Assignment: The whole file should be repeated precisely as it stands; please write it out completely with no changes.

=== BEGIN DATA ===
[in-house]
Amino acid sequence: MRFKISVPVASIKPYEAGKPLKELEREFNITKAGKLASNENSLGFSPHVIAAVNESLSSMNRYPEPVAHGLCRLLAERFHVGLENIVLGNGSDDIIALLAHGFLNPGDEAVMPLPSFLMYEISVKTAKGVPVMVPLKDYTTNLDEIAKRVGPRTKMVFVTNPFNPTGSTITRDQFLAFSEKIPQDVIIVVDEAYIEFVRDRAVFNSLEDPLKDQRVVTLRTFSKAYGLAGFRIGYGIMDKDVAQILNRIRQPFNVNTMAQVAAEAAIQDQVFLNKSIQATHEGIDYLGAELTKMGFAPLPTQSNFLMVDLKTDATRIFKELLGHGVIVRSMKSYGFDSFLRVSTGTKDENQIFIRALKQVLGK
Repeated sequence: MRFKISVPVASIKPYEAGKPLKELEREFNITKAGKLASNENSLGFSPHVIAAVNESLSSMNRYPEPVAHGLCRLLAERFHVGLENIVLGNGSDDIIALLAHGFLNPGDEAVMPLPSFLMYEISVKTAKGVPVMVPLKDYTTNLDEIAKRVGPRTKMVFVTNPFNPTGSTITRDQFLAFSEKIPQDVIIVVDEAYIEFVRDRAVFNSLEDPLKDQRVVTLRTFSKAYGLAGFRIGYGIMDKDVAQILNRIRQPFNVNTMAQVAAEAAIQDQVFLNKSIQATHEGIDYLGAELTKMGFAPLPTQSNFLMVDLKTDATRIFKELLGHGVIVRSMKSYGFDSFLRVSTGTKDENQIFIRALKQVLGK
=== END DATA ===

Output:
[in-house]
Amino acid sequence: MRFKISVPVASIKPYEAGKPLKELEREFNITKAGKLASNENSLGFSPHVIAAVNESLSSMNRYPEPVAHGLCRLLAERFHVGLENIVLGNGSDDIIALLAHGFLNPGDEAVMPLPSFLMYEISVKTAKGVPVMVPLKDYTTNLDEIAKRVGPRTKMVFVTNPFNPTGSTITRDQFLAFSEKIPQDVIIVVDEAYIEFVRDRAVFNSLEDPLKDQRVVTLRTFSKAYGLAGFRIGYGIMDKDVAQILNRIRQPFNVNTMAQVAAEAAIQDQVFLNKSIQATHEGIDYLGAELTKMGFAPLPTQSNFLMVDLKTDATRIFKELLGHGVIVRSMKSYGFDSFLRVSTGTKDENQIFIRALKQVLGK
Repeated sequence: MRFKISVPVASIKPYEAGKPLKELEREFNITKAGKLASNENSLGFSPHVIAAVNESLSSMNRYPEPVAHGLCRLLAERFHVGLENIVLGNGSDDIIALLAHGFLNPGDEAVMPLPSFLMYEISVKTAKGVPVMVPLKDYTTNLDEIAKRVGPRTKMVFVTNPFNPTGSTITRDQFLAFSEKIPQDVIIVVDEAYIEFVRDRAVFNSLEDPLKDQRVVTLRTFSKAYGLAGFRIGYGIMDKDVAQILNRIRQPFNVNTMAQVAAEAAIQDQVFLNKSIQATHEGIDYLGAELTKMGFAPLPTQSNFLMVDLKTDATRIFKELLGHGVIVRSMKSYGFDSFLRVSTGTKDENQIFIRALKQVLGK